Updated 12.45pm with MEIA reaction

Actor and Occupy Justice activist Pia Zammit has lost a libel suit over a front-page story published by it-Torċa last year, linking her to Nazism, based on a picture taken backstage during a comedy production.

The story was based on a photo of Zammit in Nazi costume, taken backstage during rehearsals for a theatrical production of the wartime comedy ’Allo ’Allo, a popular BBC sitcom of the 1970s, staged at the Manoel Theatre back in 2009.

The actor and Occupy Justice activist had landed the role of Michelle Dubois, a member of the French Resistance, involved in trapping the Nazis and saving the French people.

“Nowhere am I referred to as an actor. I was on the front page. Just my photo,” Zammit had testified during the court proceedings filed against Victor Vella, editor of the Maltese newspaper.

“Being called a Nazi was the worst insult,” the applicant had explained. 

Her lawyer, Joseph Zammit Maempel, had argued that the editor, “knew about it and he knew about Pia Zammit’s role in the play,” and yet, had published a two-page spread claiming that to pose in Nazi costume was disgusting, offensive and insensitive.

Zammit said that when the newspaper printed this photograph of her backstage at the 'Allo, 'Allo performance, they did not mention anywhere that she was an actor.Zammit said that when the newspaper printed this photograph of her backstage at the 'Allo, 'Allo performance, they did not mention anywhere that she was an actor.

On the other hand, Aron Mifsud Bonnici, the respondent’s lawyer, had rebutted that the editor had a right to express disagreement over the photo of the actress using the Nazi symbol, that was being shared on social media.

“The controversy lies in making fun of Nazism,” argued Mifsud Bonnici, adding that it had been no “candid photo” but one wherein the actress had been fooling around, posing in Nazi costume.

“Doing something silly about matters of great importance is insensitive,” the lawyer had argued.

When delivering judgment on Thursday the court, presided over by magistrate Rachel Montebello, started off by observing that the action had been filed under the Media and Defamation Act which repealed the Press Act in 2018.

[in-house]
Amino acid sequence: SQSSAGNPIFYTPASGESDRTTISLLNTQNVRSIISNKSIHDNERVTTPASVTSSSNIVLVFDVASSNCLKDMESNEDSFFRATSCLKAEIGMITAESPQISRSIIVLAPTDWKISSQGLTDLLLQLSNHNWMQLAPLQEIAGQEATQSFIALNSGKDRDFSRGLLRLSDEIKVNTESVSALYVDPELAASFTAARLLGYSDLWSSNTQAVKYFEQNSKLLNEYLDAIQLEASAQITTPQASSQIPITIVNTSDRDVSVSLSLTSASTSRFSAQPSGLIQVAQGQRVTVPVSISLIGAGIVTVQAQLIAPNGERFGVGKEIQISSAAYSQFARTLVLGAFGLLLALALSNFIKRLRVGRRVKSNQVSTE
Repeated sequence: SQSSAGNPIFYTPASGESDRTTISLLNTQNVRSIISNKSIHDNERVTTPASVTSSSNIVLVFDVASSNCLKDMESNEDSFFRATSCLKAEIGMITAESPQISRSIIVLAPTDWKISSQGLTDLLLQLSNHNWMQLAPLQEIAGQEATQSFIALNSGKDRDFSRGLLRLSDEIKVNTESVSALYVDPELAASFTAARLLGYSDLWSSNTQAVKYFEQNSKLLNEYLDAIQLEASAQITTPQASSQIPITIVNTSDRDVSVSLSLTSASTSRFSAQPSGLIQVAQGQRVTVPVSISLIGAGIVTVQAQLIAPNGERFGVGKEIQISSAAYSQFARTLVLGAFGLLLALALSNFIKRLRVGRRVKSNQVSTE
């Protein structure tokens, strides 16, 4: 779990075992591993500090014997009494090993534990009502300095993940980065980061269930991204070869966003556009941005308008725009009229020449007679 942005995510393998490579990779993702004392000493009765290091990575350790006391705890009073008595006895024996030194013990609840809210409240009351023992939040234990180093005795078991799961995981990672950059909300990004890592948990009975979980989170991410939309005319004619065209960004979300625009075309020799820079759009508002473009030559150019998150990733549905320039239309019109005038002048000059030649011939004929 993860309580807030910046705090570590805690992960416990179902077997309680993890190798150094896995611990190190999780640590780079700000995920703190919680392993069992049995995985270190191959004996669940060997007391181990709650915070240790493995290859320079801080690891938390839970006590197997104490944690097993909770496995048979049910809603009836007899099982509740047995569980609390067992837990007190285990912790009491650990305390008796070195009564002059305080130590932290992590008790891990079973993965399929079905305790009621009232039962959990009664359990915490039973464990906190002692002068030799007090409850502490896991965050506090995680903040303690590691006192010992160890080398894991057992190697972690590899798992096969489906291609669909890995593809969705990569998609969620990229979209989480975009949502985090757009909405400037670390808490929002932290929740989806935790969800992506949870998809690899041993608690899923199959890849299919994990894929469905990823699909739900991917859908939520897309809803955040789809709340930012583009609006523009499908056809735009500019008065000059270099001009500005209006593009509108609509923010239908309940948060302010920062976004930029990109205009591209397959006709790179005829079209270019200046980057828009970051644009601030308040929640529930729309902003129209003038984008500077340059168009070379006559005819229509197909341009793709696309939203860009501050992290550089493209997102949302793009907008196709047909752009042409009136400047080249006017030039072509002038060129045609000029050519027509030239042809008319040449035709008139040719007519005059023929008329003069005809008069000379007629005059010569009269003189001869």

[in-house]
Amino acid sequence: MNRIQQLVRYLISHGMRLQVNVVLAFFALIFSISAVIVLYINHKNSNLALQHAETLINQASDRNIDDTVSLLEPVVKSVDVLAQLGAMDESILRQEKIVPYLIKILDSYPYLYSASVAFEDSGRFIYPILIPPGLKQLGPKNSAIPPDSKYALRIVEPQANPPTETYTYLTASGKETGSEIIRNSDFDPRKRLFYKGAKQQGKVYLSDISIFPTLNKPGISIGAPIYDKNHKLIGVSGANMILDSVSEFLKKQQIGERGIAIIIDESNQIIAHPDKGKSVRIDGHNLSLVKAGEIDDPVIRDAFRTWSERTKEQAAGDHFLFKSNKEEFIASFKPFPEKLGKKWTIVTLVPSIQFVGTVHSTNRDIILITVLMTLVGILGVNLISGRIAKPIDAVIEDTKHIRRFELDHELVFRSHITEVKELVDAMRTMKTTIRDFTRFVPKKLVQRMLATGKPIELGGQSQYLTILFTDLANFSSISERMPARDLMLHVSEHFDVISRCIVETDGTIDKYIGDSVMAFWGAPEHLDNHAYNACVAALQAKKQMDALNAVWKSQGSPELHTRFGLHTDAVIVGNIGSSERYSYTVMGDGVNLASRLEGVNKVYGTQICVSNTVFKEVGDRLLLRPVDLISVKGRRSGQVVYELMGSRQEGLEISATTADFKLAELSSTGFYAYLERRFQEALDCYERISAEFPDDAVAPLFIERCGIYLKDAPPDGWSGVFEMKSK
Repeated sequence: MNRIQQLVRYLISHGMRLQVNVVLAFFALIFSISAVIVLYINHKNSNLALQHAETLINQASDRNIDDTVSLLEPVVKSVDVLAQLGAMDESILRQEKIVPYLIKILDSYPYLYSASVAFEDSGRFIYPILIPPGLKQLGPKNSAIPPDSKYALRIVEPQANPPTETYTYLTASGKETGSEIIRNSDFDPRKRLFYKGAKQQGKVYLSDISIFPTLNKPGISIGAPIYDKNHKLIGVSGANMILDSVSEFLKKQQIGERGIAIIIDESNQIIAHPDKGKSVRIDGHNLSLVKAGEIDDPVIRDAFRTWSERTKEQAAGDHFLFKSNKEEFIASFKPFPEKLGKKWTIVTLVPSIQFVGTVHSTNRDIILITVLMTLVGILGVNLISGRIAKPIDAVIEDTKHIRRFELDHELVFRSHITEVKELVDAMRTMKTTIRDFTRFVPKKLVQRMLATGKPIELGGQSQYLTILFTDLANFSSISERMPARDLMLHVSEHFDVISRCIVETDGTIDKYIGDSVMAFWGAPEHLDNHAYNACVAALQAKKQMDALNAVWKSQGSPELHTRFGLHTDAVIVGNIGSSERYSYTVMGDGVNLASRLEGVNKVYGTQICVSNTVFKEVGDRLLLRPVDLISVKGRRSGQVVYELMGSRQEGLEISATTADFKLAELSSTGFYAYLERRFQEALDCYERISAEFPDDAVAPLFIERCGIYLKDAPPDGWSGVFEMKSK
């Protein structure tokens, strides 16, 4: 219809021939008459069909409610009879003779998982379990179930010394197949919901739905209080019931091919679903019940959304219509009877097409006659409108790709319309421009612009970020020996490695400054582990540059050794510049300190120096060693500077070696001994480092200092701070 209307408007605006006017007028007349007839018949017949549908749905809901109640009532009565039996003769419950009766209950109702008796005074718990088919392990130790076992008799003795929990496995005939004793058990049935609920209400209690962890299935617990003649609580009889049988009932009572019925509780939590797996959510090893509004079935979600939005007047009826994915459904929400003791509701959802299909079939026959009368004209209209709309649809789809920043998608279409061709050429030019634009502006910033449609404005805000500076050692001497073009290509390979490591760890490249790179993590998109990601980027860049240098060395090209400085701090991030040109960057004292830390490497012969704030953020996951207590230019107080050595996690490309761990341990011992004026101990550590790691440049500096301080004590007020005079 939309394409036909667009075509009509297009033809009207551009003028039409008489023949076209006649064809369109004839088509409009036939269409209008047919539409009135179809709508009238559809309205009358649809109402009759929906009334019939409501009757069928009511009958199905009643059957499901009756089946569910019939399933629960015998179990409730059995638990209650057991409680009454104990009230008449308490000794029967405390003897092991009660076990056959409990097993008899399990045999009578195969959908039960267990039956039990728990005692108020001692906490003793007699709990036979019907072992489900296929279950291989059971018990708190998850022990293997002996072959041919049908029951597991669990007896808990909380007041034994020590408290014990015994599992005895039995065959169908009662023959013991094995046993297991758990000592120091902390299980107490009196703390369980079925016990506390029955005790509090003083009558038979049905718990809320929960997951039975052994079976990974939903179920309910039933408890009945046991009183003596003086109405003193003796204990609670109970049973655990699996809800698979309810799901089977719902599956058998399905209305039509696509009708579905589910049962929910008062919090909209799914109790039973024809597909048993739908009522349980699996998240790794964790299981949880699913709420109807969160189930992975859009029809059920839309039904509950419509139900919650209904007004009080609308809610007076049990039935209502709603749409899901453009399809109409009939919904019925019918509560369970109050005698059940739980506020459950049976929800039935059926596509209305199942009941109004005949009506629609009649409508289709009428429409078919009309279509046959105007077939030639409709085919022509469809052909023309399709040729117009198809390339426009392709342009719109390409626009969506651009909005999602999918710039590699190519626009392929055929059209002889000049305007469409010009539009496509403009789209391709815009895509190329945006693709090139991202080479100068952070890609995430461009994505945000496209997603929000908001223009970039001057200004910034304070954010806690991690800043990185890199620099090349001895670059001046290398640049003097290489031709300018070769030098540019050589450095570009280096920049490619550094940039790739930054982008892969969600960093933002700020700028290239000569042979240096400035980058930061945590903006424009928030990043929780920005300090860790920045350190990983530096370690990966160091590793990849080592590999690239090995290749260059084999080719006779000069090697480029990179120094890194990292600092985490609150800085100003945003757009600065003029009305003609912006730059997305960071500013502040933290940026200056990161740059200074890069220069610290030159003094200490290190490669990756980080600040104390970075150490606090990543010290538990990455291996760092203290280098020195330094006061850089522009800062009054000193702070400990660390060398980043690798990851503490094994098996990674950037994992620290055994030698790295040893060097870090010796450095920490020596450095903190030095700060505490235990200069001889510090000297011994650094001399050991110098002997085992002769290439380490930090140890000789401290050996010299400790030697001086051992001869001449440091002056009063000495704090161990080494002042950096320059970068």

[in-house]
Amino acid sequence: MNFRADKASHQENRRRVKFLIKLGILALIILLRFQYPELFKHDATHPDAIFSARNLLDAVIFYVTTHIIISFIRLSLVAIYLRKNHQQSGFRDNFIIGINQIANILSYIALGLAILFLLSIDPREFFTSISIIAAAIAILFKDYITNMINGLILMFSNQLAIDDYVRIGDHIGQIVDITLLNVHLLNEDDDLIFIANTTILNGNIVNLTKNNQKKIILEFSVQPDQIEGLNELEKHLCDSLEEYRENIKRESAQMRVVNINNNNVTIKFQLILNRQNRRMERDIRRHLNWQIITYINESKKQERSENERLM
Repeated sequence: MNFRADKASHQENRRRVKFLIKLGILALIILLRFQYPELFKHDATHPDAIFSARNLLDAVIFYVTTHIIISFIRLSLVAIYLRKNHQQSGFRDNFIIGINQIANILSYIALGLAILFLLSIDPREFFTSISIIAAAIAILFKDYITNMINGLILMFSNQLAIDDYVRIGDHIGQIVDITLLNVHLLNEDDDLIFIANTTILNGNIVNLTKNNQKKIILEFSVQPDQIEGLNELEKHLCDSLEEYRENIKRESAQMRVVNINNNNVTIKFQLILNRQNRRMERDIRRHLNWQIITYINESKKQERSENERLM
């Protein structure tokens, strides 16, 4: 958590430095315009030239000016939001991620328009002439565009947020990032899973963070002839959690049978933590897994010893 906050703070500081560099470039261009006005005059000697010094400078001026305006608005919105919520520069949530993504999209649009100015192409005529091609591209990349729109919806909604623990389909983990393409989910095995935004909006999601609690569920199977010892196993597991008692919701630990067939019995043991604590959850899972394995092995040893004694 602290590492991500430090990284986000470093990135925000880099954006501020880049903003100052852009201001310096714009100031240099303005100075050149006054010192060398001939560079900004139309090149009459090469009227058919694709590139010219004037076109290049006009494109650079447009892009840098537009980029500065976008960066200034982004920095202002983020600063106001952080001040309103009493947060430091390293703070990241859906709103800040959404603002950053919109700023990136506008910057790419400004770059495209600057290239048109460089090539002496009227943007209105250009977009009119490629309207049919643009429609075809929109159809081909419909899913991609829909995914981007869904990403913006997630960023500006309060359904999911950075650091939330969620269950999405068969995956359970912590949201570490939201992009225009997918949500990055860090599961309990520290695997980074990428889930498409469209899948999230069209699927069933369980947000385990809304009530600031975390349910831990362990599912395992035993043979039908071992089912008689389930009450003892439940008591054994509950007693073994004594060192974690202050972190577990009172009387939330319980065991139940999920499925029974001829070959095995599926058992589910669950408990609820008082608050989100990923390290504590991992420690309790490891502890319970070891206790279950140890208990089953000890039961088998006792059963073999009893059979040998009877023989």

The new law, modelled on the UK Defamation Act, had introduced new concepts, including the criterion of ‘serious harm’ which set a much higher and onerous threshold for an applicant to successfully claim defamation. 

It had to be proved that the allegedly libellous publication affected the attitude of others towards the person claiming defamation, in such manner as to seriously harm his or reputation. 

The photo itself, that sparked the whole controversy, revealed no link to the 'Allo 'Allo performance, observed the court. 

When posing in such a manner, the actress had subjected herself to criticism, especially since the sufferings caused by Nazism were still imprinted in the memories of members of society, having possibly even been experienced first-hand.

Zammit had first uploaded the photo on her Facebook page before it was shared by third parties in 2018, observed the court, adding that therefore the applicant had to accept criticism, even if negative and sharp. 

The editor had also published the actress’s own explanation, which meant that the publication had served as a platform for Zammit to clearly put forward her own version.

Moreover, nowhere in the story had she been labelled a Nazi, the court went on. 

The publication concerned a matter of controversy, irony and lack of sensitivity, without attributing any particular facts to the actress that could seriously harm her reputation, the court concluded. 

In a reaction, the Malta Entertainment Industry and Arts, MEIA, said it is deeply concerned with the judgement on the libel case filed by the actress.

"If courts of law are unable to differentiate between the performer and the characters they play, then today we have established a dangerous and serious precedent that threatens the work of performing artists and freedom of creative expression.

"We express our solidarity with Pia Zammit. When one of us is not protected, then none of us are. MEIA will take all the necessary action to protect the Maltese artist."

Independent journalism costs money. Support Times of Malta for the price of a coffee.

Support Us